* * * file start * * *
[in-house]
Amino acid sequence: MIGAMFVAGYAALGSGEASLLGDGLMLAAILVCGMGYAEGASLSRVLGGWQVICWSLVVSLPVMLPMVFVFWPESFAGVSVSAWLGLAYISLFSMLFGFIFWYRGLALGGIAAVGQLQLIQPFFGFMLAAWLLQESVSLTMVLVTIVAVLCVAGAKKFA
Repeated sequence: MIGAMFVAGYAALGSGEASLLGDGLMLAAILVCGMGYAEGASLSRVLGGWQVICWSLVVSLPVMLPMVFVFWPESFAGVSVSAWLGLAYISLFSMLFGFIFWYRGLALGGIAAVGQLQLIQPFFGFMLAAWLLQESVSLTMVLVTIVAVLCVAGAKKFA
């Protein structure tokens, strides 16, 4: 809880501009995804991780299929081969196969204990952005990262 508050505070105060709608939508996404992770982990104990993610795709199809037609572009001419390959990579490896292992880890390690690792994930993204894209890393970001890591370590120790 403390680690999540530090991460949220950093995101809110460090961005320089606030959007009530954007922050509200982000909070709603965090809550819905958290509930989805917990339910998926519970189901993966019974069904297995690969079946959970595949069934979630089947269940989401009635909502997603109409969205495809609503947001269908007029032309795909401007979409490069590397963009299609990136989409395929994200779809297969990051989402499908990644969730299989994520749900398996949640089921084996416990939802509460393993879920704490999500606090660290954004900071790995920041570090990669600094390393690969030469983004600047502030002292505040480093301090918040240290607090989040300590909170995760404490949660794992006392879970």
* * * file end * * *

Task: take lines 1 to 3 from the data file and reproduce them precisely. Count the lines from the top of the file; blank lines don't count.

[in-house]
Amino acid sequence: MIGAMFVAGYAALGSGEASLLGDGLMLAAILVCGMGYAEGASLSRVLGGWQVICWSLVVSLPVMLPMVFVFWPESFAGVSVSAWLGLAYISLFSMLFGFIFWYRGLALGGIAAVGQLQLIQPFFGFMLAAWLLQESVSLTMVLVTIVAVLCVAGAKKFA
Repeated sequence: MIGAMFVAGYAALGSGEASLLGDGLMLAAILVCGMGYAEGASLSRVLGGWQVICWSLVVSLPVMLPMVFVFWPESFAGVSVSAWLGLAYISLFSMLFGFIFWYRGLALGGIAAVGQLQLIQPFFGFMLAAWLLQESVSLTMVLVTIVAVLCVAGAKKFA